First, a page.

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Is there a way to pass an unknown number of arguments like:

var print_names = function(names) {
    foreach(name in names) console.log(name); // something like this
}

print_names('foo', 'bar', 'baz');

Also, how do I get the number of arguments passed in?

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6 Answers 6

up vote 29 down vote accepted

You can access the arguments passed to any javascript function via the magic arguments object, which behaves similarly to an array. Using arguments your function would look like

var print_names = function() {
     for (var i=0; i<arguments.length; i++) console.log(arguments[i]);
}

It's important to note that arguments is not an array. MDC has some good documentation on it: https://developer.mozilla.org/en/Core_JavaScript_1.5_Guide/Functions#Using_the_arguments_object

If you want to turn arguments into an array so that you can do things like .slice(), .push() etc, use something like this:

var args = Array.prototype.slice.call(arguments);
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function print_args() {
    for(var i=0; i<arguments.length; i++)
        console.log(arguments[i])
}
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arguments.length. you can use a for loop on it.

(function () {
    for (var a = [], i = arguments.length; i--;) {
        a.push(arguments[i]);
    };
    return a;
})(1, 2, 3, 4, 5, 6, 7, 8)
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@meder, I love using anonymous functions like that. Nice example! Also, are you missing a couple of semicolons there? –  Jacob Relkin Nov 7 '10 at 5:37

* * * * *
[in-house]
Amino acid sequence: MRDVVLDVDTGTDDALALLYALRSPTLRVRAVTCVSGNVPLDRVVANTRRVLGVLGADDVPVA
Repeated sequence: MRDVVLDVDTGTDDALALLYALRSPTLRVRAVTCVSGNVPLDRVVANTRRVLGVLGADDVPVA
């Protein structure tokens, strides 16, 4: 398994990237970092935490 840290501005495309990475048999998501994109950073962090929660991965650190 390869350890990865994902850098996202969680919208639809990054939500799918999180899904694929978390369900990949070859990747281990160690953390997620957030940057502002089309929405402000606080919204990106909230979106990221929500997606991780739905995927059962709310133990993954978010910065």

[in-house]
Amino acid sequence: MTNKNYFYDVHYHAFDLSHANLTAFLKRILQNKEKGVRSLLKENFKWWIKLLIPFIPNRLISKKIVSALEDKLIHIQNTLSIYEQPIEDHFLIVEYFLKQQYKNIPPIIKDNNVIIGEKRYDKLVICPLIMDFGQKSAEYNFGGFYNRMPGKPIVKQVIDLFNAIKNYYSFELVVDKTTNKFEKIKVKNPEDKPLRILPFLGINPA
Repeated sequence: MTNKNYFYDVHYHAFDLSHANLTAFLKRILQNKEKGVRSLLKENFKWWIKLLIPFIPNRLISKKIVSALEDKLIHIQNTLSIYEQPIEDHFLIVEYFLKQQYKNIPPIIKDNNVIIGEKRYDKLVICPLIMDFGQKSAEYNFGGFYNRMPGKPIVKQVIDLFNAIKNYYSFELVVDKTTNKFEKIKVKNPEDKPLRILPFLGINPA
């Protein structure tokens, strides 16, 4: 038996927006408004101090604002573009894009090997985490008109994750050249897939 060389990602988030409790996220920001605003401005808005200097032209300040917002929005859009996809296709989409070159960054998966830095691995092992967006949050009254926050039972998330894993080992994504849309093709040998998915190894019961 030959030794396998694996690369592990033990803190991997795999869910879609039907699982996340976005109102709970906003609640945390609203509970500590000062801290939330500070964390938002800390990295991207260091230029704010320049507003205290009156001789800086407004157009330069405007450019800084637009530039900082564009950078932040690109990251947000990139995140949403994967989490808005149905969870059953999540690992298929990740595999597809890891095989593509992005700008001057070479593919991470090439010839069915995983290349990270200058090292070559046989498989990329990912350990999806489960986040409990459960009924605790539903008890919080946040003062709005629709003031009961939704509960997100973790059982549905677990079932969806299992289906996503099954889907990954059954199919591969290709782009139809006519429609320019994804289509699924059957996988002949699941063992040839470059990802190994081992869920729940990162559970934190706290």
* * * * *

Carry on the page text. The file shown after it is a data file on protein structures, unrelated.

seems to run fine as is. –  meder Nov 7 '10 at 5:41
    
@meder, Semicolon insertion in JavaScript #ftf –  Jacob Relkin Nov 7 '10 at 5:42
    
@meder, indeed, just the semicolon after the for block is not really needed, however I would add one at the end of the last line. –  CMS Nov 7 '10 at 5:43
1  
@weng, it's about FunctionExpression vs FunctionDeclaration, check this article. –  CMS Nov 7 '10 at 5:49

There is a hidden object passed to every function in JavaScript called arguments.

You would just use arguments.length to get the amount of arguments passed to the function.

To iterate through the arguments, you would use a loop:

for(var i = arguments.length; i--) {
   var arg = arguments[i];
}

Note that arguments isn't a real array, so if you needed it as an array you would convert it like this:

var args = Array.prototype.slice.call(arguments);
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2  
Just note that it isn't a "real" array, it is an "array-like" object (with some special characteristics), but to use "Array methods" on it, you will need to convert it, e.g. var args = Array.prototype.slice.call(arguments);, var args = Array.apply(null, arguments);, etc, there are many ways... –  CMS Nov 7 '10 at 5:47
    
@CMS You're right. I'll add that in. –  Jacob Relkin Nov 7 '10 at 5:47
var 
print_names = function() {
    console.log.apply( this, arguments );
};

print_names( 1, 2, 3, 4 );
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I like to do this:

This will not help if you don't know the number of arguments, but it helps if you don't want to remember the order of them.

/**
 *  @param  params.one        A test parameter
 *  @param  params.two        Another one  
 **/
function test(params) {

    var one = params.one;
    if(typeof(one) == 'undefined') {
        throw new Error('params.one is undefined');
    }

    var two = params.two;
    if(typeof(two) == 'undefined') {
        throw new Error('params.two is undefined');
    }
}
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The question was about unknown number of arguments. –  Design by Adrian Jun 13 '13 at 15:48

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